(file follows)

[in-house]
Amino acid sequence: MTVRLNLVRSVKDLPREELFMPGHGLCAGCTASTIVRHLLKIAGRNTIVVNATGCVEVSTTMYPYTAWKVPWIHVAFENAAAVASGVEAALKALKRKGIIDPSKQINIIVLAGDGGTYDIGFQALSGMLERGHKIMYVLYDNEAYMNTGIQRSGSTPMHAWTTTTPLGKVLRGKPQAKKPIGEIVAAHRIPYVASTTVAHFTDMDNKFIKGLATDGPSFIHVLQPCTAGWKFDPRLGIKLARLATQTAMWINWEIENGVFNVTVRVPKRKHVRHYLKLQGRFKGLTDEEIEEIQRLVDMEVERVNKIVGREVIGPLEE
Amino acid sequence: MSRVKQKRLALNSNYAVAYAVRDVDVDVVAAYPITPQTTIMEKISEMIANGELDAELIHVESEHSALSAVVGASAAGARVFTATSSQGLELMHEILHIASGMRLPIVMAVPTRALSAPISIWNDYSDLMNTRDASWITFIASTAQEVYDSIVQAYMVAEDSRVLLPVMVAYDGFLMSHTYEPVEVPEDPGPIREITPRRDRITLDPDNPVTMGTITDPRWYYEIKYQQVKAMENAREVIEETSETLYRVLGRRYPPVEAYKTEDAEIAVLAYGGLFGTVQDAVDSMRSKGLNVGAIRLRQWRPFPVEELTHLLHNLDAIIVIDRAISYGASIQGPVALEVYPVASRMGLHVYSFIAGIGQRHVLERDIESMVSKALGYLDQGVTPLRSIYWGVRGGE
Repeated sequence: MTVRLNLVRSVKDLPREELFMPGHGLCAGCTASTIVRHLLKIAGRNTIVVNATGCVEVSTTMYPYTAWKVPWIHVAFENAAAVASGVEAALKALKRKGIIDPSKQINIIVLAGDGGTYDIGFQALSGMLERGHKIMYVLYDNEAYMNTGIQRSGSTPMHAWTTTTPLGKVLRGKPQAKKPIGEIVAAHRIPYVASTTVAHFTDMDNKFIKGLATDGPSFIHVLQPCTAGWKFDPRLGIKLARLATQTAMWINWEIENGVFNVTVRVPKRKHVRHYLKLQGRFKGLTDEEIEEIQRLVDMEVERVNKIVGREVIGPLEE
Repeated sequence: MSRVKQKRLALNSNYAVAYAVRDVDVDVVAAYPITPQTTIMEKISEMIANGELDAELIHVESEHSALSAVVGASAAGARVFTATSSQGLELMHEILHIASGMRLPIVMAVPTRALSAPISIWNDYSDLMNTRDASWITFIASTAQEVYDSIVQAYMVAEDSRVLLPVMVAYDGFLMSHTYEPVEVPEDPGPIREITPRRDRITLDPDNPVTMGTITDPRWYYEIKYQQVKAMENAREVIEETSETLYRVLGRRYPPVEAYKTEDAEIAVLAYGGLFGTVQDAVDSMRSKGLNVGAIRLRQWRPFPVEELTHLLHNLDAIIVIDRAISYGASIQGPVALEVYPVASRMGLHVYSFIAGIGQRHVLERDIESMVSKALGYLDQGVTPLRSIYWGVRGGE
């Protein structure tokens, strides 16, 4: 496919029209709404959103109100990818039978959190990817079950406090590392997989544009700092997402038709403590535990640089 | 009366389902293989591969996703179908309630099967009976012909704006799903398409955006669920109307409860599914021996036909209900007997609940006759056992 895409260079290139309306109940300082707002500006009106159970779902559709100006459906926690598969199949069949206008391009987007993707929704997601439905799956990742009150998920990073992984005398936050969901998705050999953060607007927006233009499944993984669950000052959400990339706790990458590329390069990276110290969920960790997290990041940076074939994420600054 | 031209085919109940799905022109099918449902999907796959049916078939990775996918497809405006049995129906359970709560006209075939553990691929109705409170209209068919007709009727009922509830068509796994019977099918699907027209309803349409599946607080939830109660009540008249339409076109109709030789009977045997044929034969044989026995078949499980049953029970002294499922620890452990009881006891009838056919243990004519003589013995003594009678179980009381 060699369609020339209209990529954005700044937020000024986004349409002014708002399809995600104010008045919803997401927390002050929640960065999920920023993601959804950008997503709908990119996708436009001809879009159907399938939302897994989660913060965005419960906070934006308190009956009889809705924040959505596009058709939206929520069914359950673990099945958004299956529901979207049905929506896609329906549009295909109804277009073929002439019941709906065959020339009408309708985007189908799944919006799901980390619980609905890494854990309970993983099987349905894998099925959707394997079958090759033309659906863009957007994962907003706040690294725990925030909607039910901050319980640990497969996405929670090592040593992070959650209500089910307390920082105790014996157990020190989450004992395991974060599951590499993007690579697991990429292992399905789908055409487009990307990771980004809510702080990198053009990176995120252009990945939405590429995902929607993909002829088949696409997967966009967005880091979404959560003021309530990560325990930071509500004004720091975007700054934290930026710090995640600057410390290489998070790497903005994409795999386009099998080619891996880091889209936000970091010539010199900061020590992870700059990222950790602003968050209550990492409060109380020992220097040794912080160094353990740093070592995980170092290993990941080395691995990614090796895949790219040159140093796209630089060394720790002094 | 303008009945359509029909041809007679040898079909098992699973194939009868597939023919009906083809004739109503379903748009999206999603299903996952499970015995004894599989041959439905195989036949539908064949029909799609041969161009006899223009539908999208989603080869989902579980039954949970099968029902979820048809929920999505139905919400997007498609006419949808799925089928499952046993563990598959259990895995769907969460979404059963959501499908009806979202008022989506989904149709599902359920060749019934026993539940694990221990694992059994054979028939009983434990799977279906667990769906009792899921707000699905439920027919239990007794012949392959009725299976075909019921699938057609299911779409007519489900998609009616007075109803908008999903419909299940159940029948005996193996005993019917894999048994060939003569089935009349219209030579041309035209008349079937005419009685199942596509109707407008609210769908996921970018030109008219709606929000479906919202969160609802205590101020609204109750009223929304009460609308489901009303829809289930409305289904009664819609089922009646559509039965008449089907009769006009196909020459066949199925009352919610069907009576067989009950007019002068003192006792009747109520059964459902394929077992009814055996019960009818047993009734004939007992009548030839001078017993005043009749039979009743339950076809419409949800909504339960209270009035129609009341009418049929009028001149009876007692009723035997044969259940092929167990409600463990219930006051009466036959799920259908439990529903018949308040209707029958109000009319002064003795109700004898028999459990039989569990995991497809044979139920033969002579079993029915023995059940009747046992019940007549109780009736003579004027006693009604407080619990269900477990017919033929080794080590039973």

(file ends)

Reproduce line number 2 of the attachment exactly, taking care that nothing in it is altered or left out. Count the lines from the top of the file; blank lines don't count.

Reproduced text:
Amino acid sequence: MTVRLNLVRSVKDLPREELFMPGHGLCAGCTASTIVRHLLKIAGRNTIVVNATGCVEVSTTMYPYTAWKVPWIHVAFENAAAVASGVEAALKALKRKGIIDPSKQINIIVLAGDGGTYDIGFQALSGMLERGHKIMYVLYDNEAYMNTGIQRSGSTPMHAWTTTTPLGKVLRGKPQAKKPIGEIVAAHRIPYVASTTVAHFTDMDNKFIKGLATDGPSFIHVLQPCTAGWKFDPRLGIKLARLATQTAMWINWEIENGVFNVTVRVPKRKHVRHYLKLQGRFKGLTDEEIEEIQRLVDMEVERVNKIVGREVIGPLEE